Friday, September 27, 2013

An American in Paris...

   can be forgiven for forgetting about Gershwin, and thinking the IRS and Treasury are tone deaf, as they meet the Foreign Accounts Tax Compliance Act (Fatca). Which has induced over a thousand Americans to renounce their citizenship rather than be subject to it.
A new law called the Foreign Accounts Tax Compliance Act (Fatca) will, from 1 July next year, require all financial institutions around the world to report directly to the US Internal Revenue Service (IRS) all the assets and incomes of any US citizens with $50,000 (£31,000) on their books. The US could withhold 30% of dividends and interest payments due to the banks that don't comply.
It's an attempt by the US authorities to recover an estimated $100bn a year in unpaid taxes on US citizens' assets overseas.
The inconveniences to American citizens being in the way? Screw em! 
[For 'Bridget'] It became so complicated to do her tax return that she turned to professionals, at an annual cost of nearly $2,000 (£1,250), with the prospect of Fatca raising the price to $5,000. Also, fewer tax lawyers were taking on American clients, she says, and some banks were even turning away American money.
$5,000 just to prove you don't owe the IRS any tax. And furthermore;

  • [Genevieve] Besser, who is self-employed, says her investment options are restricted, because most German banks will no longer open brokerage accounts for US citizens. She can't be joint owner of the house she shares with her German husband. Nor can she have signature authority over their retirement savings account because, she says, the bank would close the account.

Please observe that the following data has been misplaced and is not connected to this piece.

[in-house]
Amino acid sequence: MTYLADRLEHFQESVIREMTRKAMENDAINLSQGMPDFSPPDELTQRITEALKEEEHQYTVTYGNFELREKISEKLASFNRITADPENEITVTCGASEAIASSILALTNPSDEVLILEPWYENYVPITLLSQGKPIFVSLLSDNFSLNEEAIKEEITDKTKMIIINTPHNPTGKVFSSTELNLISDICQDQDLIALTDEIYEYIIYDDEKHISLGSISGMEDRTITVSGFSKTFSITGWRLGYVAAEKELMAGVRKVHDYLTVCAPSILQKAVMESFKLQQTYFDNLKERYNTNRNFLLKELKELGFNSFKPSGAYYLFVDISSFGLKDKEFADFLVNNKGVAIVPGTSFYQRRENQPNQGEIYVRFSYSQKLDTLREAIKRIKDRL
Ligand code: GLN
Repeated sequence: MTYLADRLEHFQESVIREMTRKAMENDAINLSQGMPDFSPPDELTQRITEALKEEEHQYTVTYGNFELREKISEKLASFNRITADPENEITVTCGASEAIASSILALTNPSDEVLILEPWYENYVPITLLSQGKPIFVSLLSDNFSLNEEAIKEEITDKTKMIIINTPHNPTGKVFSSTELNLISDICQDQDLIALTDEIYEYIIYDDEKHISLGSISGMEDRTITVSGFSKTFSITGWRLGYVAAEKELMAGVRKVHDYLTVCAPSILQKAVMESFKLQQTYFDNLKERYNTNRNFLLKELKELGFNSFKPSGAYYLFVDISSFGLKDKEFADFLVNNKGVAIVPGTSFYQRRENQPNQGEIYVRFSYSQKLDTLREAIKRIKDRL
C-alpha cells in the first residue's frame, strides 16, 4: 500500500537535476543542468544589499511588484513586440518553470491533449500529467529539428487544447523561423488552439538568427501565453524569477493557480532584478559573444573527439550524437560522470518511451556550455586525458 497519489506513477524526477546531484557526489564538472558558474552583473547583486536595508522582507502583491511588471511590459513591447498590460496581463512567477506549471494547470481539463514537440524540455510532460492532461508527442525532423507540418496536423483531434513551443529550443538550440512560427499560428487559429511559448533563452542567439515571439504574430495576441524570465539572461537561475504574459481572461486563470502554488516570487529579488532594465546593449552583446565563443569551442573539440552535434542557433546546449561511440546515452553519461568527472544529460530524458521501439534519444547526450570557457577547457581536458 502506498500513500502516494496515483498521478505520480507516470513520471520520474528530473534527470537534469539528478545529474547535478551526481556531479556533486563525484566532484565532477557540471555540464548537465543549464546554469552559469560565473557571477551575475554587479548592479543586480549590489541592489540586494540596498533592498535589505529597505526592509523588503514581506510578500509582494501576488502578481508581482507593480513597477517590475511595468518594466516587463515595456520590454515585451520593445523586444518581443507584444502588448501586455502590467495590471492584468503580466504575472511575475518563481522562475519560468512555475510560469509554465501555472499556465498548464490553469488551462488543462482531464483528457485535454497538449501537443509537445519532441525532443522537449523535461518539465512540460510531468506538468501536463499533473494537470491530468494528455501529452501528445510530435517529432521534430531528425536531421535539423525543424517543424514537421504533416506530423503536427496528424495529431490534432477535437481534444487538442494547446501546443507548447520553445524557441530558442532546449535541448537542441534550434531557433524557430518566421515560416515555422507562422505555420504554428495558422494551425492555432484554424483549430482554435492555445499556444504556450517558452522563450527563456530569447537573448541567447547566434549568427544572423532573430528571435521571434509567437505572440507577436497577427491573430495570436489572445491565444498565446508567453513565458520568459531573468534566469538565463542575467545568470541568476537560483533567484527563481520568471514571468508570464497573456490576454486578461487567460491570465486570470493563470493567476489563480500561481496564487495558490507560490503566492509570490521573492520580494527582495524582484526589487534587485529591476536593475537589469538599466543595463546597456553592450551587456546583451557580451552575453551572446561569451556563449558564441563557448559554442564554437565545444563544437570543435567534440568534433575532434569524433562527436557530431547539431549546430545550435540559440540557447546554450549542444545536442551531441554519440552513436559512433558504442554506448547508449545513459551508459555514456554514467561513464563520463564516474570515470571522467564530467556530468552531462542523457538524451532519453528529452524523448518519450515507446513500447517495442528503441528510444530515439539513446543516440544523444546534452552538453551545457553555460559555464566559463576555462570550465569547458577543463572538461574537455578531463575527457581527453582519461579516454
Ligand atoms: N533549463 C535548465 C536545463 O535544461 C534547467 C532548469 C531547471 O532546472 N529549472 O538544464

• "A property that was bought and sold at the same euro price during a period when the euro strengthened relative to the dollar would generate a 'phantom' profit - and a tax liability to the US government, even though I would have no benefit from it," she says. "Fatca is an arrogant piece of legislation that penalises US citizens for living abroad and violates the two principles of law: 'innocent until proven guilty' and 'the punishment should fit the crime'."
 And the official American reaction;
In a statement on its website, Robert Stack, deputy assistant secretary for international tax affairs, rebuts certain "myths".
"Fatca provisions impose no new obligations on US citizens living abroad... US taxpayers, including US citizens living abroad, are required to comply with US tax laws," he says​.
"Individuals that have used offshore accounts to evade tax obligations may rightly fear that Fatca will identify their illicit activities. Yet a decision to renounce US citizenship would not relieve these individuals of prior US tax obligations."
I.e., Screw the SOBs, whose money is it anyway. We can't let the troubles of a few little people amount to a hill of beans in this world.

No comments:

Post a Comment